Generational Challenge: Handling Religious Differences

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Recent news events have led me to wonder: what do you do when your values no longer mirror those of your parents? And how does that affect how you raise your children? Let me explain.

I grew up as a holiday Methodist, meaning we went to church on major holidays and occasionally threw in another Sunday or two throughout the year. I went through confirmation classes as a teenager but never joined a church. After high school, I headed to college where many of my world views were solidified and I became increasingly agnostic. In the meantime, my parents became evangelical Christians.

Religion became the elephant in the room. It was easy to ignore, however, because I and my husband live 1,000 miles away. We could all play nice when visiting one another a few times a year.

Now, though, we are moving back to the Midwest with our five-year-old daughter. I am nervous about the conversations that lie in the future. When my mom visited recently, we had some great chats and opened ourselves up in ways we haven’t for two decades. Yet we also acknowledged that living closer would bring to light some major differences between us.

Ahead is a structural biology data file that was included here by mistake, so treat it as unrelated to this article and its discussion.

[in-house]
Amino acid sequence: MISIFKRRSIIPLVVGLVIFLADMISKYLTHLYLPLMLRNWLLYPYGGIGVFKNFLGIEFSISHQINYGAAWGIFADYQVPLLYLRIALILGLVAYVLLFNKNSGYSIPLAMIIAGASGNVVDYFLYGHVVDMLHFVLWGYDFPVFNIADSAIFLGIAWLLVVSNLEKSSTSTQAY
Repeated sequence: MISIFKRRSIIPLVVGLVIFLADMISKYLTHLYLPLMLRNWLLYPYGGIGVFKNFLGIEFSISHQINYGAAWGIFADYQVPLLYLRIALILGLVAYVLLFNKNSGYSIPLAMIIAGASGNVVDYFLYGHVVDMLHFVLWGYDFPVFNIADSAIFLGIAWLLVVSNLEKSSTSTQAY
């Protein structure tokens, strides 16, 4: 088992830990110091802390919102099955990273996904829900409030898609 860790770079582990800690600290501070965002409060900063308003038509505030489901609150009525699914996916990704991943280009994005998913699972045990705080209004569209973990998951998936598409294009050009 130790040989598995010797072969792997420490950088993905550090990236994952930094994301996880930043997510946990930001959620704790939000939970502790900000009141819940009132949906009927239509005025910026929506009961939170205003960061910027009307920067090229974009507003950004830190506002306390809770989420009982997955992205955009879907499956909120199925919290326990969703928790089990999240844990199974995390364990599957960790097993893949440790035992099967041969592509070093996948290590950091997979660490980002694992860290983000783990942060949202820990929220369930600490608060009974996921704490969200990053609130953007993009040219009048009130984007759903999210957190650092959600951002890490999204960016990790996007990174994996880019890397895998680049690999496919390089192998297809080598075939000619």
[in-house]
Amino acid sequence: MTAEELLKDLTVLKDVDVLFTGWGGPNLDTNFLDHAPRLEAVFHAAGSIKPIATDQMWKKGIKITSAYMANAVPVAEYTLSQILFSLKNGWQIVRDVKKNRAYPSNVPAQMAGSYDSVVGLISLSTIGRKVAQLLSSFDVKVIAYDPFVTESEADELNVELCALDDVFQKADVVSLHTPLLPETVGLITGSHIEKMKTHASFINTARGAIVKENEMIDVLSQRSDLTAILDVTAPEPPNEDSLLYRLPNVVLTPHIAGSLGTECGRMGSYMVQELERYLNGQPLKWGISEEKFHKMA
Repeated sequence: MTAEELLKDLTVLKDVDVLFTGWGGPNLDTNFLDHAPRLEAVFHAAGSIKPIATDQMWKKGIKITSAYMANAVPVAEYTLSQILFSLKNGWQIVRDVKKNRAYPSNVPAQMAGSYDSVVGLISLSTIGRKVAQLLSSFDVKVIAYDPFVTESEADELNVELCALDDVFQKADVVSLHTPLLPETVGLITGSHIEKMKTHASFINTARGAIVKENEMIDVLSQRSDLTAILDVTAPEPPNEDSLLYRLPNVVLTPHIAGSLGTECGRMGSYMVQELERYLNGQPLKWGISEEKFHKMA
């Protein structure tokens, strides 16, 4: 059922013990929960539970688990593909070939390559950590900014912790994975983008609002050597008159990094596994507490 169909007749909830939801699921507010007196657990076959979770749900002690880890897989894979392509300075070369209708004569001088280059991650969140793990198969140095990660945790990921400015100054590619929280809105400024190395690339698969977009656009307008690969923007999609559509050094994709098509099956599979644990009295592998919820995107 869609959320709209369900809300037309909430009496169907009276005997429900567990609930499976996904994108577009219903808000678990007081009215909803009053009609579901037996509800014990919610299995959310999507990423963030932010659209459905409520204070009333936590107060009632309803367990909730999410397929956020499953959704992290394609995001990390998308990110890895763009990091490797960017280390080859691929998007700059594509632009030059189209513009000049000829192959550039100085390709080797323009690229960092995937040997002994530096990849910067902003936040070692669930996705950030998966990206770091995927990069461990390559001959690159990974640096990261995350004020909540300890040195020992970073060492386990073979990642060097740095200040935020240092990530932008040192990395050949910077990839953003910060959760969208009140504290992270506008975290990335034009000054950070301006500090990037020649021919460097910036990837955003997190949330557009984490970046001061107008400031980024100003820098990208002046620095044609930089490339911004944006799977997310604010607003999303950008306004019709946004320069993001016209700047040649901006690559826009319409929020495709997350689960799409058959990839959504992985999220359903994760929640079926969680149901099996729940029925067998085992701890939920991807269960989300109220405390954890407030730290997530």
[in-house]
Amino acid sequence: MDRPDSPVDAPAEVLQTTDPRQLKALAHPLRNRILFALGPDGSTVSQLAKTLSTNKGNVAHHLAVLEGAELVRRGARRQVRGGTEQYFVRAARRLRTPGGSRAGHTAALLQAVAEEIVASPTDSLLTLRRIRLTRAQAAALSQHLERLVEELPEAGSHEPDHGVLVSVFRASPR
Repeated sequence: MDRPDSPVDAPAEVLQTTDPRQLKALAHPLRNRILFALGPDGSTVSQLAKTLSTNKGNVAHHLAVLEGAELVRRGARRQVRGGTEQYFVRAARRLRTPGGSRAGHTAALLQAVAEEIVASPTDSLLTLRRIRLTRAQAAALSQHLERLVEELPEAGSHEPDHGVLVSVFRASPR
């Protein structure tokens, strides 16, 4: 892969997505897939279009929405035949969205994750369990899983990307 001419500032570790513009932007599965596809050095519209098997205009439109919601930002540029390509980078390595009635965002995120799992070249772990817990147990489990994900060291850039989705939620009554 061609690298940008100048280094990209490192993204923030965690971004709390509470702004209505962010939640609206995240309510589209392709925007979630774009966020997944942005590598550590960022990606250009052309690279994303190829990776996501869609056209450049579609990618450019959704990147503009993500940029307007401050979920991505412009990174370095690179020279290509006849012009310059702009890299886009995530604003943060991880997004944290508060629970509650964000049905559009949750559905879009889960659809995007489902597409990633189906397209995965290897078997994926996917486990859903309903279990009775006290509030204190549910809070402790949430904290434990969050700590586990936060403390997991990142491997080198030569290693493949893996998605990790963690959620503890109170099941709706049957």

Generations

Image: berendbotje54 via Flickr

 

These differences have already started to show via Facebook posts. The elephant is getting harder to ignore.

I admit that I don’t understand my parents’ religious views and part of me feels blindsided and even angry. I always thought it was my parents who taught me certain attitudes and values, but now that I realize how much we disagree on certain things, I wonder if our attitudes were ever the same.

As the daughter who craved parental approval, this is unsettling. As someone who hates conflicts of any kind, it is unnerving. As a mother, I wonder how I can teach my daughter our beliefs while still being respectful of my parents’ opinions.

How will I answer my daughter's questions about church and God and my parents' beliefs and why they differ from my own? How do I teach her to think for herself and form her own opinions when deep down really I want her to think the same way I do? "Because I said so" doesn't seem to apply in this situation even if I want it to.

I know I’m not the only one faced with this dilemma. Any advice for those of you who’ve been there?

~Heidi

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